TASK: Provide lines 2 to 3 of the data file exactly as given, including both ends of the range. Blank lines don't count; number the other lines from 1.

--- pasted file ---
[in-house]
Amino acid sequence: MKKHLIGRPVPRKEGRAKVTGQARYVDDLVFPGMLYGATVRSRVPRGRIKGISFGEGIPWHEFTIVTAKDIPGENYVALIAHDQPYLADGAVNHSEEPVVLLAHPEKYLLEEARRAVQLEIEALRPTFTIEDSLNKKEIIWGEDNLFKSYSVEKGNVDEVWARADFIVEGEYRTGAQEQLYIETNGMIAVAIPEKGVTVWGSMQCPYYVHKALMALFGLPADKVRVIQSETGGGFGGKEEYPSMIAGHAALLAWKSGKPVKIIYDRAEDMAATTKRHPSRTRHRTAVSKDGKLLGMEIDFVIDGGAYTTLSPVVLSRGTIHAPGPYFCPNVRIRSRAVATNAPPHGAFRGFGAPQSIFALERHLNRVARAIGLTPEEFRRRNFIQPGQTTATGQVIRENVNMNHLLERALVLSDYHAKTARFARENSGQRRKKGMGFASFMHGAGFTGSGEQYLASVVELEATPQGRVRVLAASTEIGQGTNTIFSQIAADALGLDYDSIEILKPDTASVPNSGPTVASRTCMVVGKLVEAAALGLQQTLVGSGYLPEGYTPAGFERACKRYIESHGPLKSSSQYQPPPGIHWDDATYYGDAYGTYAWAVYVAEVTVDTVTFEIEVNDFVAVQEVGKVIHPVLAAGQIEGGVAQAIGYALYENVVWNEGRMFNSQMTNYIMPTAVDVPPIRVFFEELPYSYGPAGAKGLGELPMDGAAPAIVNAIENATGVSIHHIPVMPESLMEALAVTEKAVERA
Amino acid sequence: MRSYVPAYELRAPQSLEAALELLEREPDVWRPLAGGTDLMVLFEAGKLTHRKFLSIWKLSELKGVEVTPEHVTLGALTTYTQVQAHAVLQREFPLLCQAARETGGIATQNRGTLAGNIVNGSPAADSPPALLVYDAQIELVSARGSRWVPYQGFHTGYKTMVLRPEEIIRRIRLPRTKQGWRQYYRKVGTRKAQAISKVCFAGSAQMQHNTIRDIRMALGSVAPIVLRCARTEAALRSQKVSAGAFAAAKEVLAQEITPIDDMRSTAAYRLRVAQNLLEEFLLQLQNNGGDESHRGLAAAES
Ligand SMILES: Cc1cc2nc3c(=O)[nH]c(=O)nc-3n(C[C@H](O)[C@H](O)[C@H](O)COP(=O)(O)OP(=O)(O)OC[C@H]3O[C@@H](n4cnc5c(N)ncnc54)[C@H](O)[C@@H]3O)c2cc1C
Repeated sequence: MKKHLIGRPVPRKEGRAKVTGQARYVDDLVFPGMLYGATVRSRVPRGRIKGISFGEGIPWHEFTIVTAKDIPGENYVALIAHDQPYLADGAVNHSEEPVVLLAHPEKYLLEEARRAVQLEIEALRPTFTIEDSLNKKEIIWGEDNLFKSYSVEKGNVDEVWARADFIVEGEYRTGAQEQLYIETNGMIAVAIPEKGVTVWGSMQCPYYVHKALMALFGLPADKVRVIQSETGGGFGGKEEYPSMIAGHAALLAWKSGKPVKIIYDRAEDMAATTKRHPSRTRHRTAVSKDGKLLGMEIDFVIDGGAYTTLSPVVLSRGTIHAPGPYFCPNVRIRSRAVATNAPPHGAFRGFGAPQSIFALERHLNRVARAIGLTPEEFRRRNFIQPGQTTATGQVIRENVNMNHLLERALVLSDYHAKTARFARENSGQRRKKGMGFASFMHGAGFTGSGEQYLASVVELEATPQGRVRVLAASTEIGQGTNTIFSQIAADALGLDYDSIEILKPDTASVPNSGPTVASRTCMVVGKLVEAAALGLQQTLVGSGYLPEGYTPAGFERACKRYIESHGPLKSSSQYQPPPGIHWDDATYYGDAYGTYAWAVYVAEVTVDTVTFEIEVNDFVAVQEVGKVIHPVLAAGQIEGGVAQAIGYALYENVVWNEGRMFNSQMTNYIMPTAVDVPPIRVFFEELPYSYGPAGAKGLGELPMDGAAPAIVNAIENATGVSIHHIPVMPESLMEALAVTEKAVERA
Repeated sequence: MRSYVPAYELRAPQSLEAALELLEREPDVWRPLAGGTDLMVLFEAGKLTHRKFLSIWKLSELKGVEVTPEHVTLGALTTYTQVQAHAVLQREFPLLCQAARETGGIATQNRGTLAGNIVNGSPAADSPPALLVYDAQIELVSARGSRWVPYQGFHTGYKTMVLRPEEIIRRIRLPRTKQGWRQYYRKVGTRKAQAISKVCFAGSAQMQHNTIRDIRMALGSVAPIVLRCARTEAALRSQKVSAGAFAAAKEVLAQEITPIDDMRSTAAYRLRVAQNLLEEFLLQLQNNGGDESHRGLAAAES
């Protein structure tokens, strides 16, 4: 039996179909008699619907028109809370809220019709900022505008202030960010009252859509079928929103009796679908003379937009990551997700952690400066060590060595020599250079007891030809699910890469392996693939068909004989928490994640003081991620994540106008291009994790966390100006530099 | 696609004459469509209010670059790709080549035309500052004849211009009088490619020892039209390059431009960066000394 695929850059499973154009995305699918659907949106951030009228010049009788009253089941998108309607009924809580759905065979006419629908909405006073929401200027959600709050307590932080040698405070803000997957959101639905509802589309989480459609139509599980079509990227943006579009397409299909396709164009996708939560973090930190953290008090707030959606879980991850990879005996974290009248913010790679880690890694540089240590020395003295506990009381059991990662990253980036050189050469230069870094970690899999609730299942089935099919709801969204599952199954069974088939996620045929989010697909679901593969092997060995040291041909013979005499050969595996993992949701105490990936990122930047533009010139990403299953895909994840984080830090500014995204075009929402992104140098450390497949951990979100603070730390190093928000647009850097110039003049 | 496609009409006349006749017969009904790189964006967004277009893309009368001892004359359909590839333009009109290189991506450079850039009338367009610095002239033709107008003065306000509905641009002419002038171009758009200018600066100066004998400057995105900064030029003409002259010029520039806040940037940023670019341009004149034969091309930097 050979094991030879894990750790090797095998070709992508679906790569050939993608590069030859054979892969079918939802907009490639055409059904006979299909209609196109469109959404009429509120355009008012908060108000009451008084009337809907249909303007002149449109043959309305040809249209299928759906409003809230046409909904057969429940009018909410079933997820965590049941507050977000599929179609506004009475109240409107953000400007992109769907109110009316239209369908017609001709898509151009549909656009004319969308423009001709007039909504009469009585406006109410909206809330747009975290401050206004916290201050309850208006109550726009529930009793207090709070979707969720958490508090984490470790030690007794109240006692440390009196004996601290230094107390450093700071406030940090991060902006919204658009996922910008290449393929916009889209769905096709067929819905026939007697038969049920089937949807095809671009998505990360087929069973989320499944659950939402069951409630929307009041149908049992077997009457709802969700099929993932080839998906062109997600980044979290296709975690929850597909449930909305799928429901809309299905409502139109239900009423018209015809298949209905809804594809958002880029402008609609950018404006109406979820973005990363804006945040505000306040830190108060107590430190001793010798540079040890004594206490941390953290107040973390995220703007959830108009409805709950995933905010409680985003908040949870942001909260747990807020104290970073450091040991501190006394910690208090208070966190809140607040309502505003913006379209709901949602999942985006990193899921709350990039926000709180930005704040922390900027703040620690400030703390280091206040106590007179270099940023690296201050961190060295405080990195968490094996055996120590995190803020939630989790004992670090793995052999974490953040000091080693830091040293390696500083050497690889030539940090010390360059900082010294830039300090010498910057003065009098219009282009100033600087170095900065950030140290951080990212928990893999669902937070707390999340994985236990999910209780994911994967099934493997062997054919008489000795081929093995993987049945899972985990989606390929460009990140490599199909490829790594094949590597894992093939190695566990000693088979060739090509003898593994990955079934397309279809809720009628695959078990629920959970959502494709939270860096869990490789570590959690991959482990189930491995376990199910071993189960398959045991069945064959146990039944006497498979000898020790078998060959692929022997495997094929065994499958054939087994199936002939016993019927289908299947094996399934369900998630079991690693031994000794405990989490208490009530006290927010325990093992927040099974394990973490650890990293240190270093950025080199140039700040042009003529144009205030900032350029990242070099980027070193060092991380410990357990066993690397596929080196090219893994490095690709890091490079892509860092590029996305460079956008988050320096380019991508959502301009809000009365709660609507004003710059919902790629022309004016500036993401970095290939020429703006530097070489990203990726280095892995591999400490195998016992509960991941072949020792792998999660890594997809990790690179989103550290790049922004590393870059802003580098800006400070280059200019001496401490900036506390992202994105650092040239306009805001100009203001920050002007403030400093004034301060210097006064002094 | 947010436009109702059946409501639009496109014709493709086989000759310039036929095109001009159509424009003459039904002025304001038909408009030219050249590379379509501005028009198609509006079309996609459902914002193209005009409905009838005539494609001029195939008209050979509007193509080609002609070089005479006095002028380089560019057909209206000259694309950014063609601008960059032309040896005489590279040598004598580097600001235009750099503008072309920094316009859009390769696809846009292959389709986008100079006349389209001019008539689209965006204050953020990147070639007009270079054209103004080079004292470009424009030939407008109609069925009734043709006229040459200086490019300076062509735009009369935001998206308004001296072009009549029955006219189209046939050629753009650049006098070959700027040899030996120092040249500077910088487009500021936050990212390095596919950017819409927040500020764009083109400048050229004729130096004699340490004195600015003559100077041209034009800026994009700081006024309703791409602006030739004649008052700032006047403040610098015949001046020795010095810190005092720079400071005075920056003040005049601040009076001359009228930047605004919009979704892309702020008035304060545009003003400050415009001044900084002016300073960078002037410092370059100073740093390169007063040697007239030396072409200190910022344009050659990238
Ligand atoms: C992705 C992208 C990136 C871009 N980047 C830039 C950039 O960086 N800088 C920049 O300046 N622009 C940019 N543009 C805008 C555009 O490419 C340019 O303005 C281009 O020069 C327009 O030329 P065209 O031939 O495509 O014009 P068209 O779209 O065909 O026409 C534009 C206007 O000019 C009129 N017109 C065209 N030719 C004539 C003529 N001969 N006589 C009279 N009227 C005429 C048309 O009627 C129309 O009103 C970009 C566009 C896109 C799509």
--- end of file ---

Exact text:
Amino acid sequence: MKKHLIGRPVPRKEGRAKVTGQARYVDDLVFPGMLYGATVRSRVPRGRIKGISFGEGIPWHEFTIVTAKDIPGENYVALIAHDQPYLADGAVNHSEEPVVLLAHPEKYLLEEARRAVQLEIEALRPTFTIEDSLNKKEIIWGEDNLFKSYSVEKGNVDEVWARADFIVEGEYRTGAQEQLYIETNGMIAVAIPEKGVTVWGSMQCPYYVHKALMALFGLPADKVRVIQSETGGGFGGKEEYPSMIAGHAALLAWKSGKPVKIIYDRAEDMAATTKRHPSRTRHRTAVSKDGKLLGMEIDFVIDGGAYTTLSPVVLSRGTIHAPGPYFCPNVRIRSRAVATNAPPHGAFRGFGAPQSIFALERHLNRVARAIGLTPEEFRRRNFIQPGQTTATGQVIRENVNMNHLLERALVLSDYHAKTARFARENSGQRRKKGMGFASFMHGAGFTGSGEQYLASVVELEATPQGRVRVLAASTEIGQGTNTIFSQIAADALGLDYDSIEILKPDTASVPNSGPTVASRTCMVVGKLVEAAALGLQQTLVGSGYLPEGYTPAGFERACKRYIESHGPLKSSSQYQPPPGIHWDDATYYGDAYGTYAWAVYVAEVTVDTVTFEIEVNDFVAVQEVGKVIHPVLAAGQIEGGVAQAIGYALYENVVWNEGRMFNSQMTNYIMPTAVDVPPIRVFFEELPYSYGPAGAKGLGELPMDGAAPAIVNAIENATGVSIHHIPVMPESLMEALAVTEKAVERA
Amino acid sequence: MRSYVPAYELRAPQSLEAALELLEREPDVWRPLAGGTDLMVLFEAGKLTHRKFLSIWKLSELKGVEVTPEHVTLGALTTYTQVQAHAVLQREFPLLCQAARETGGIATQNRGTLAGNIVNGSPAADSPPALLVYDAQIELVSARGSRWVPYQGFHTGYKTMVLRPEEIIRRIRLPRTKQGWRQYYRKVGTRKAQAISKVCFAGSAQMQHNTIRDIRMALGSVAPIVLRCARTEAALRSQKVSAGAFAAAKEVLAQEITPIDDMRSTAAYRLRVAQNLLEEFLLQLQNNGGDESHRGLAAAES